Greg Sullivan says he never intended to publish his first book, Gregory Dragon Is Just The Same. It was around his son's fifth birthday and the Los Angeles-based writer and artist wanted to create something unique for his son's special day. At the time, his young child was going through a challenge familiar to most other kids around his age: wanting to fit in with his classmates. "He's tall for his age, skinny, and has a birthmark, all of which had him feeling insecure and isolated," Sullivan said.

Keep Reading Show less
Courtesy of Chef El-Amin
True

When non-essential businesses in NYC were ordered to close in March, restaurants across the five boroughs were tasked to pivot fast or risk shuttering their doors for good.

The impact on the city's once vibrant restaurant scene was immediate and devastating. A national survey found that 250,000 people were laid off within 22 days and almost $2 billion in revenue was lost. And soon, numerous restaurant closures became permanent as the pandemic raged on and businesses were unable to keep up with rent and utility payments.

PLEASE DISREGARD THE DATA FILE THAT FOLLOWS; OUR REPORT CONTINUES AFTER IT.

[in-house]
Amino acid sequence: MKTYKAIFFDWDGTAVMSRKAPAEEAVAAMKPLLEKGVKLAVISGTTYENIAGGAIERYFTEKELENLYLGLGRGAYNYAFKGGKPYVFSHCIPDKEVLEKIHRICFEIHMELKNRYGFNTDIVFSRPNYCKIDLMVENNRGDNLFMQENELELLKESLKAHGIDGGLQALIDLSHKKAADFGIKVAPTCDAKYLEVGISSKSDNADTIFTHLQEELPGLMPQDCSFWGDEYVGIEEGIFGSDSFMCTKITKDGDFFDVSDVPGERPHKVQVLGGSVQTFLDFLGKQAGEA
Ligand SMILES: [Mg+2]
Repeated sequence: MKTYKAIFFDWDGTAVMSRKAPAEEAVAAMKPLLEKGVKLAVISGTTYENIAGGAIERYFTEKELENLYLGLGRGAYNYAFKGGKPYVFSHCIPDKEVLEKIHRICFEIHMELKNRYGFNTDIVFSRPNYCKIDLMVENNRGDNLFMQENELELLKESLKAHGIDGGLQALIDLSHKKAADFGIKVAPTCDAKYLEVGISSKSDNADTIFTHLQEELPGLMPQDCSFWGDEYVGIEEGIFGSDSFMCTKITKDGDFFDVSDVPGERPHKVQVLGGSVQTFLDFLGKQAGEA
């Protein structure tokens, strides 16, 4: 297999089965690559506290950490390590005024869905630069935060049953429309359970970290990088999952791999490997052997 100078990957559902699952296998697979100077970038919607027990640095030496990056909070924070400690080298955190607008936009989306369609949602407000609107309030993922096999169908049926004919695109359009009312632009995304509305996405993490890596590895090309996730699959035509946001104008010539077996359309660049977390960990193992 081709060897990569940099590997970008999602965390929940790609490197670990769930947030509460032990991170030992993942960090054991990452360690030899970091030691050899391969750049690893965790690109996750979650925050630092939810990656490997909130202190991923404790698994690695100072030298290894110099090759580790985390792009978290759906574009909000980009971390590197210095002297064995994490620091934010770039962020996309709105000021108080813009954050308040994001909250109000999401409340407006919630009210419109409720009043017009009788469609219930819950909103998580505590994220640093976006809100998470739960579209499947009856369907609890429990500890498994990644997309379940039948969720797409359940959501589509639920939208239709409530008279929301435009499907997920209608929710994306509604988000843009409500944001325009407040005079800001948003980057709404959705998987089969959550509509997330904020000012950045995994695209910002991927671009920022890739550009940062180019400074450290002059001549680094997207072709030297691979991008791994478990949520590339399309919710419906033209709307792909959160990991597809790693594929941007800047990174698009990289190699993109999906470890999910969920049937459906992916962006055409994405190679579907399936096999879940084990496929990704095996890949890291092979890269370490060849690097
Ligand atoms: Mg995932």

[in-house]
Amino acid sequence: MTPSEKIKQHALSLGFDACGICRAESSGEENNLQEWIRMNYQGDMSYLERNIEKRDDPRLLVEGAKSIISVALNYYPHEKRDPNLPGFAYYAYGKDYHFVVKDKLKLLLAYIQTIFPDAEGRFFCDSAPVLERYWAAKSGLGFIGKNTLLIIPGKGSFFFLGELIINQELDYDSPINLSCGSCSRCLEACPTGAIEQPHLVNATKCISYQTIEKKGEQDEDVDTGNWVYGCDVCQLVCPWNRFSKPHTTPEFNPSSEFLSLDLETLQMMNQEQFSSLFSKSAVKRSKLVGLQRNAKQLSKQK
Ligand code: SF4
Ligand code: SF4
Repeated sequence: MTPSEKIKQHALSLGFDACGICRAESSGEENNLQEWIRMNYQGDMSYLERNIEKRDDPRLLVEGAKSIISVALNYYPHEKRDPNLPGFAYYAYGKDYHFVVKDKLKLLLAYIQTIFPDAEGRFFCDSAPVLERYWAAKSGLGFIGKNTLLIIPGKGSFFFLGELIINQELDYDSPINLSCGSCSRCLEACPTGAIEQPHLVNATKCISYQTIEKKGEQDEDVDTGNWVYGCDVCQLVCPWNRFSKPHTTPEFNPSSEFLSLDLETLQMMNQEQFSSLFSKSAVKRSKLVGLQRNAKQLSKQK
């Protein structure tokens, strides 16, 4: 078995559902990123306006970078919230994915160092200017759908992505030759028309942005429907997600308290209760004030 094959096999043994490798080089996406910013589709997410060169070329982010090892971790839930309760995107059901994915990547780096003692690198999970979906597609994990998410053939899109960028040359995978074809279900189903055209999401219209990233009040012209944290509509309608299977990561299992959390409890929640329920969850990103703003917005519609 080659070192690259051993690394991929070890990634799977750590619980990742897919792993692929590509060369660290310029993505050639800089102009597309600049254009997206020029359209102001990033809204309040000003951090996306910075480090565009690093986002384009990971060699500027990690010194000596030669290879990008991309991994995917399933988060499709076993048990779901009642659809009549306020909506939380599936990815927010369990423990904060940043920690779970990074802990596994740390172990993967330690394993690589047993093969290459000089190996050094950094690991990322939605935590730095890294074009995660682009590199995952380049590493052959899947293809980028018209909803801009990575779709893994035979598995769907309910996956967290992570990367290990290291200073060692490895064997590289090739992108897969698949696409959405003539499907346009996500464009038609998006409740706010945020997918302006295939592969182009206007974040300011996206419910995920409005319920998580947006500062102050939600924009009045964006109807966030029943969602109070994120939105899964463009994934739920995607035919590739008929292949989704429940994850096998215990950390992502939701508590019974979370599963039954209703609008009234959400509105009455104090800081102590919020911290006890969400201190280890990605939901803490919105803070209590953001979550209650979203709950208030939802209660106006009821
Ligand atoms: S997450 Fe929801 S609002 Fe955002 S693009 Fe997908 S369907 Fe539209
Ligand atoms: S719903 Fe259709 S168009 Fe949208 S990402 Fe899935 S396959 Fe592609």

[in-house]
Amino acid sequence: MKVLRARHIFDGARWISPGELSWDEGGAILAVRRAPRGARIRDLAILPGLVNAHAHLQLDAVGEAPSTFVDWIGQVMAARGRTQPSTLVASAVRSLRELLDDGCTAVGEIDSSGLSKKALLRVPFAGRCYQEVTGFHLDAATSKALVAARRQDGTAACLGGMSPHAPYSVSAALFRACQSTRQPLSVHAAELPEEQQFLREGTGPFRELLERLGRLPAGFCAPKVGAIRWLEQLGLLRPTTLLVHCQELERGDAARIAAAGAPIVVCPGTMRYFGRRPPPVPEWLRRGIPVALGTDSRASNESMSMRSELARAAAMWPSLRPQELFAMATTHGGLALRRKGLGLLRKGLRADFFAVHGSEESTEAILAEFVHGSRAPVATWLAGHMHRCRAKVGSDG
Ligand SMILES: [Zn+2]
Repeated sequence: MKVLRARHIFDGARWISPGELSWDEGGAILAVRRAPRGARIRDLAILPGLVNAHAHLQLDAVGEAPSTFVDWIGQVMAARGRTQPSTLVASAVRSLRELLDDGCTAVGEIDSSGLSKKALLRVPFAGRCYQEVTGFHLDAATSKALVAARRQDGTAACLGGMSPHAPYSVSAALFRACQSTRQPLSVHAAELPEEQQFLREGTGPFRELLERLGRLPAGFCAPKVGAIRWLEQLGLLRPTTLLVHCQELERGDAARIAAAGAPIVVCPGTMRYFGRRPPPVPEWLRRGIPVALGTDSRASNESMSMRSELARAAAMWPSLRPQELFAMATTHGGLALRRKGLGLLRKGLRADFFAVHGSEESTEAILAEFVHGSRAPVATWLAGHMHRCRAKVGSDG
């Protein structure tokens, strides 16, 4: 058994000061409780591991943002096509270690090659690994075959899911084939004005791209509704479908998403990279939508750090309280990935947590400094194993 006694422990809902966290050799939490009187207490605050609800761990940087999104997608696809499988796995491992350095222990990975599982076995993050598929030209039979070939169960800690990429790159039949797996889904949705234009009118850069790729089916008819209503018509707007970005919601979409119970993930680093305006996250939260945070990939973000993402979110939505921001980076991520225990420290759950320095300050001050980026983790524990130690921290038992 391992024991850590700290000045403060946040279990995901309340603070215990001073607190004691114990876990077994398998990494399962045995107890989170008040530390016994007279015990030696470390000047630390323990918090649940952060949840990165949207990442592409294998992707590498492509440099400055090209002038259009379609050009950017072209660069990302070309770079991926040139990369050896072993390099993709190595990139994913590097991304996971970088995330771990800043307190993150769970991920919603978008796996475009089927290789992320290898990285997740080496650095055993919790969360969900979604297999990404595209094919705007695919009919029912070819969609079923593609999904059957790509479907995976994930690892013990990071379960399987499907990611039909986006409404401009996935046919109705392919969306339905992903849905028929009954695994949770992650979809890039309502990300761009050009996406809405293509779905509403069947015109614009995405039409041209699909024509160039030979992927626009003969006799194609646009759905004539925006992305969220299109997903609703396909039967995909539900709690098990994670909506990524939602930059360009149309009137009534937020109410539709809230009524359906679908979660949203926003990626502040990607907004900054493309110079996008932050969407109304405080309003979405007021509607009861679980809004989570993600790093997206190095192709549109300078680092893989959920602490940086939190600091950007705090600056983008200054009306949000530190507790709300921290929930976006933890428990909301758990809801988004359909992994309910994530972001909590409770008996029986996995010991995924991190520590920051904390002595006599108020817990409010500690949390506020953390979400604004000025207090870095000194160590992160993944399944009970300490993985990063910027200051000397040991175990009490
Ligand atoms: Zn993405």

Hot Bread Kitchen, a New York City-based nonprofit and incubator that has assisted more than 275 local businesses in the food industry, knew they needed to support their affiliated restaurants in a new light to navigate the financial complexities of shifting business models and applying for loans.

According to Hot Bread Kitchen's CEO Shaolee Sen, shortly after the shutdown began, a third of restaurant workers that they support had been laid off and another third were furloughed.

Keep Reading Show less